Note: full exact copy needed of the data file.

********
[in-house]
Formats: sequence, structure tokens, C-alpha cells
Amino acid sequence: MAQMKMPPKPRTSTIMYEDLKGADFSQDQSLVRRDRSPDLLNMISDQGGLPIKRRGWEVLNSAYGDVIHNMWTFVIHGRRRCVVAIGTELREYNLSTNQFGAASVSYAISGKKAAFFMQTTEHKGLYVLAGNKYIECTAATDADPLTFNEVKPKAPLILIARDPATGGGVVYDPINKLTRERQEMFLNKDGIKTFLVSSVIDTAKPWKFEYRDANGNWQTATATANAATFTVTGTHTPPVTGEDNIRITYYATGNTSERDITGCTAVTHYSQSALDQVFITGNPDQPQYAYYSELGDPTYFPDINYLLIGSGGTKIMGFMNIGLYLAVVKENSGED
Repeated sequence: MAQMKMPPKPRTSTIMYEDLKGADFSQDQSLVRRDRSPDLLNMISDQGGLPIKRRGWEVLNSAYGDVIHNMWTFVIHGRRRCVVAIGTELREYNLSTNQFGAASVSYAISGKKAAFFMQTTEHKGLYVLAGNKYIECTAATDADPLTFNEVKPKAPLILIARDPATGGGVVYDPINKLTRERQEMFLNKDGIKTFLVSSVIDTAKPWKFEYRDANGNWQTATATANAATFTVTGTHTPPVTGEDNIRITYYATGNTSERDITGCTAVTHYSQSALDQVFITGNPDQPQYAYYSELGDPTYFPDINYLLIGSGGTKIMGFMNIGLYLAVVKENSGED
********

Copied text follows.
[in-house]
Formats: sequence, structure tokens, C-alpha cells
Amino acid sequence: MAQMKMPPKPRTSTIMYEDLKGADFSQDQSLVRRDRSPDLLNMISDQGGLPIKRRGWEVLNSAYGDVIHNMWTFVIHGRRRCVVAIGTELREYNLSTNQFGAASVSYAISGKKAAFFMQTTEHKGLYVLAGNKYIECTAATDADPLTFNEVKPKAPLILIARDPATGGGVVYDPINKLTRERQEMFLNKDGIKTFLVSSVIDTAKPWKFEYRDANGNWQTATATANAATFTVTGTHTPPVTGEDNIRITYYATGNTSERDITGCTAVTHYSQSALDQVFITGNPDQPQYAYYSELGDPTYFPDINYLLIGSGGTKIMGFMNIGLYLAVVKENSGED
Repeated sequence: MAQMKMPPKPRTSTIMYEDLKGADFSQDQSLVRRDRSPDLLNMISDQGGLPIKRRGWEVLNSAYGDVIHNMWTFVIHGRRRCVVAIGTELREYNLSTNQFGAASVSYAISGKKAAFFMQTTEHKGLYVLAGNKYIECTAATDADPLTFNEVKPKAPLILIARDPATGGGVVYDPINKLTRERQEMFLNKDGIKTFLVSSVIDTAKPWKFEYRDANGNWQTATATANAATFTVTGTHTPPVTGEDNIRITYYATGNTSERDITGCTAVTHYSQSALDQVFITGNPDQPQYAYYSELGDPTYFPDINYLLIGSGGTKIMGFMNIGLYLAVVKENSGED